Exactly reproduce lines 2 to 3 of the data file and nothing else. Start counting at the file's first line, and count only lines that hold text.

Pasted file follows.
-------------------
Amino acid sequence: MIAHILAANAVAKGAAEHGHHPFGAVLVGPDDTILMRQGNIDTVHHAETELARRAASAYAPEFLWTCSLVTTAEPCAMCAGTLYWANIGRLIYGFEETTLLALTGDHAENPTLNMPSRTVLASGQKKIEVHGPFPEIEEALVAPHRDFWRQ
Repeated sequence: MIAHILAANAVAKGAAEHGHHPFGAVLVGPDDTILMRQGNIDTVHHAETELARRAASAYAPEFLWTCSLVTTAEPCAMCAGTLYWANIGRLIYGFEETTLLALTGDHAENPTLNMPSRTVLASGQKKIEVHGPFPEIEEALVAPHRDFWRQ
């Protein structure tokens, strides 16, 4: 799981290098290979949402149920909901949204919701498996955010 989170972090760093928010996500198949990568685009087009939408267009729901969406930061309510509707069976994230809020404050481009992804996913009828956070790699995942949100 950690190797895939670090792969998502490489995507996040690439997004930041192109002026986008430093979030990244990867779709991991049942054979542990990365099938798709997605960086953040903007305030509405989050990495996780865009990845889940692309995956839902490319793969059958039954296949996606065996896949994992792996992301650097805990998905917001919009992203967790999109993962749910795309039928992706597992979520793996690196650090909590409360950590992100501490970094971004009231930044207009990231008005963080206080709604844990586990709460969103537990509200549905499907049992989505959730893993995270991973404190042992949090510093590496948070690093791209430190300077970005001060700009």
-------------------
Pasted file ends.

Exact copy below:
Repeated sequence: MIAHILAANAVAKGAAEHGHHPFGAVLVGPDDTILMRQGNIDTVHHAETELARRAASAYAPEFLWTCSLVTTAEPCAMCAGTLYWANIGRLIYGFEETTLLALTGDHAENPTLNMPSRTVLASGQKKIEVHGPFPEIEEALVAPHRDFWRQ
């Protein structure tokens, strides 16, 4: 799981290098290979949402149920909901949204919701498996955010 989170972090760093928010996500198949990568685009087009939408267009729901969406930061309510509707069976994230809020404050481009992804996913009828956070790699995942949100 950690190797895939670090792969998502490489995507996040690439997004930041192109002026986008430093979030990244990867779709991991049942054979542990990365099938798709997605960086953040903007305030509405989050990495996780865009990845889940692309995956839902490319793969059958039954296949996606065996896949994992792996992301650097805990998905917001919009992203967790999109993962749910795309039928992706597992979520793996690196650090909590409360950590992100501490970094971004009231930044207009990231008005963080206080709604844990586990709460969103537990509200549905499907049992989505959730893993995270991973404190042992949090510093590496948070690093791209430190300077970005001060700009």